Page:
Deniz Daser: Anthropology
Before attending the PLDI program I hadn’t realized how much American higher education had changed. Spending time with fellow students, our guiding professors, various Rutgers administration guests, and mentors has particularly shed light on how a future in the academic profession will necessitate understanding the funding and institutional changes occurring, whether or not one is involved in dissertation help leadership per se. As someone who believes in the public financing of our public universities and is concerned about providing access to public universities for a diverse group of students, I am worried by the growing influence of a corporate model for higher education. However, that does not mean I can shield myself from the realities faced by future leaders, and I am thankful to PLDI for training us in the institutional transformations that characterize higher education today.
Brad Forenza: School of Social Work
There are four components to PLDI: two theoretical semesters (one pertaining to the construct of leadership and one pertaining to higher education administration), one applied semester in a leadership setting, and one capstone project culminating in an academic symposium. While every semester was purposeful, I most enjoyed learning about higher education administration, as explicated and contextualized by vice presidents, deans, and program directors from throughout the university community.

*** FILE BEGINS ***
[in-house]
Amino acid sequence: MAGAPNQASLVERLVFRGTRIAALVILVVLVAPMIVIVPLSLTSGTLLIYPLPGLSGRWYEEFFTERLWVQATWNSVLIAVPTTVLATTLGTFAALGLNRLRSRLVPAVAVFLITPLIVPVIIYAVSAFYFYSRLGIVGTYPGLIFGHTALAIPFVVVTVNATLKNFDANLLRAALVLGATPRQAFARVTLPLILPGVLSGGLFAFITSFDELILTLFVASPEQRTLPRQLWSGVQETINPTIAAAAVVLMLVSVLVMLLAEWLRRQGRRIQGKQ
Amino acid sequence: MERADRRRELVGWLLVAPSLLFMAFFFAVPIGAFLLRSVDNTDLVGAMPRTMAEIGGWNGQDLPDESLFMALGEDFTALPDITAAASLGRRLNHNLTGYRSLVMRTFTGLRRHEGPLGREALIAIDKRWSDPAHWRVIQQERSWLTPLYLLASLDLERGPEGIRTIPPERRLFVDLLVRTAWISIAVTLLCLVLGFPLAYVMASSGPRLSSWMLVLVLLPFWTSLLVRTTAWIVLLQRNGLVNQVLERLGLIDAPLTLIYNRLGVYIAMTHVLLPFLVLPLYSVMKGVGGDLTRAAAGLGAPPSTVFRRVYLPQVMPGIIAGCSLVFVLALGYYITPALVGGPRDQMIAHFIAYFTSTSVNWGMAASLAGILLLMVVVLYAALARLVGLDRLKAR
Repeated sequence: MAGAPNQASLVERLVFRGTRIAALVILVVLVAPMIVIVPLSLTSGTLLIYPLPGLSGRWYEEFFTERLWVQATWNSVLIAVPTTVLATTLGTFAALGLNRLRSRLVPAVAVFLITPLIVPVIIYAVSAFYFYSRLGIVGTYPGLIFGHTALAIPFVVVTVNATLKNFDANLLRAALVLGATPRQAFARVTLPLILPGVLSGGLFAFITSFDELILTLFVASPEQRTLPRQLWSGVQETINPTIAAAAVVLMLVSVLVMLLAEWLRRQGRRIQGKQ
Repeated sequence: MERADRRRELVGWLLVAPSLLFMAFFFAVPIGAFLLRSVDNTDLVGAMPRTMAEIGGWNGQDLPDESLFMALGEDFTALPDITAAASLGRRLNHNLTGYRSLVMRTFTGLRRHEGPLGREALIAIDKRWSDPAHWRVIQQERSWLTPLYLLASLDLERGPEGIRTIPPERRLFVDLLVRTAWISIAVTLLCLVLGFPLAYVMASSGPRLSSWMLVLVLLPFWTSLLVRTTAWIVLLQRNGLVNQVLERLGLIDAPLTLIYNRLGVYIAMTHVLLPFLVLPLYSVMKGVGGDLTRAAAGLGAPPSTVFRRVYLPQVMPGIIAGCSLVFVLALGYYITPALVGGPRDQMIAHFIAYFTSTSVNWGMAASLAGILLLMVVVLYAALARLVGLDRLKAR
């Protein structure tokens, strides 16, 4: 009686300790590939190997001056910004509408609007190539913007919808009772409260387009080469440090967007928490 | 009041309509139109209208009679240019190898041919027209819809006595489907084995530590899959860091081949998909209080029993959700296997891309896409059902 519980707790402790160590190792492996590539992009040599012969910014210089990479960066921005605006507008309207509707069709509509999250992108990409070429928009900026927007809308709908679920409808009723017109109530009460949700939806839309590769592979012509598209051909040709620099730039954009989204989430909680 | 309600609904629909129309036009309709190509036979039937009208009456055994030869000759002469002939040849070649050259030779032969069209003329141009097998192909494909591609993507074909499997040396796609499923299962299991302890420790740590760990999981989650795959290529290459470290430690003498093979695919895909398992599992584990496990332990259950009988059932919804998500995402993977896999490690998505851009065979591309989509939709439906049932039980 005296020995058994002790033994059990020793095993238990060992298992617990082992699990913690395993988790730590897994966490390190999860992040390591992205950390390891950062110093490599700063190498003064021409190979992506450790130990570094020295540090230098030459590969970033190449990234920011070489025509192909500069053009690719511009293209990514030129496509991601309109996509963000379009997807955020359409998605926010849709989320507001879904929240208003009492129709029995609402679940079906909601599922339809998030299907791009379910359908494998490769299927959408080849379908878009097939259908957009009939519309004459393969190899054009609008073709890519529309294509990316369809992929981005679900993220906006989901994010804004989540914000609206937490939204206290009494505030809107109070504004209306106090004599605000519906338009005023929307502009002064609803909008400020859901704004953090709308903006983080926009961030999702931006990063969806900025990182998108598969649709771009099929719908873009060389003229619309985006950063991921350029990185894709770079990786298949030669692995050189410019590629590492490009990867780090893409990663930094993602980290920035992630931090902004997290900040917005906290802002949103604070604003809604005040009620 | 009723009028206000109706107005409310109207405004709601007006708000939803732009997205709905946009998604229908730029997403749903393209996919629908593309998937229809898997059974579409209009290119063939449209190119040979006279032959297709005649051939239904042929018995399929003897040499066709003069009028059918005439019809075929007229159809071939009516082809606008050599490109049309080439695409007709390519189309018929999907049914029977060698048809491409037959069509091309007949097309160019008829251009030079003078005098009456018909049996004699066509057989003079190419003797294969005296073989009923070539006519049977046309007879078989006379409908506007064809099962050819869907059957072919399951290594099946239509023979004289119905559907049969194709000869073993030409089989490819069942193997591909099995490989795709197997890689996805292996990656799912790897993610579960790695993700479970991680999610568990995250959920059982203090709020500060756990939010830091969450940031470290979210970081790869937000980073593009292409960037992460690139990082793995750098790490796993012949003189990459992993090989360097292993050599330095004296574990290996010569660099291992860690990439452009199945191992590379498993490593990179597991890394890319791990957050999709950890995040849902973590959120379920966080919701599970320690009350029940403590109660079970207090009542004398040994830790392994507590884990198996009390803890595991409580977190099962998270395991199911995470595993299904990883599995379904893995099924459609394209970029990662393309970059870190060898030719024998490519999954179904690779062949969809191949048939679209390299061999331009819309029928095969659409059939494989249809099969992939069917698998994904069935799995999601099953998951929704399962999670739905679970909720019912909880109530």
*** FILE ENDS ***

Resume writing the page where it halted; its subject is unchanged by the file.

Maria Dwyer: School of Communication & Information
The teamwork and the mentoring were both extraordinary learning and bonding experiences for me. This kind of active learning is what research advocates . Dr. Ruben’s program utilizes this method of educating to create a powerful and empowering teaching/learning environment . While tailored toward academic leadership, the skills we learned here have already been extremely helpful to me, both in the academy and in life in general.
Probably the key takeaway from this program for me is summed up by Theodore Roosevelt: “The most important single ingredient in the formula of success is knowing how to get along with people.” The collegiality of the four instructors among themselves, with our mentors , with the guest lecturers and especially with us, the students, provided a wonderful example of how to get along with others. They truly taught by write my capstone paper example. We learned how to pay attention to and be sensitive to everyone’s emotions and thoughts and to negotiate workable compromises. Because of our training and also because of the relationships we developed as a part of this program, a respect and a synergy emerged such that we were able to complete a large project with relative ease while simultaneously helping each other to refine our interpersonal and leadership skills.
Drs. Bender, DeLisi, Lawrence and Ruben and all the guest lecturers gave us their absolute best and it was a privilege to have had their guidance . I am very grateful to Dr. Schement for his delightful and enlightening mentoring in relationship-building. Last, but not pay for essay least, I am grateful to my fellow students for their insights and camaraderie. As we come to the close of this program, I know that I will miss all the wonderful people who gave their time and their wisdom: our professors, our mentors, the guest lecturers and perhaps most of all, my fellow students. Thank you all for two phenomenal years!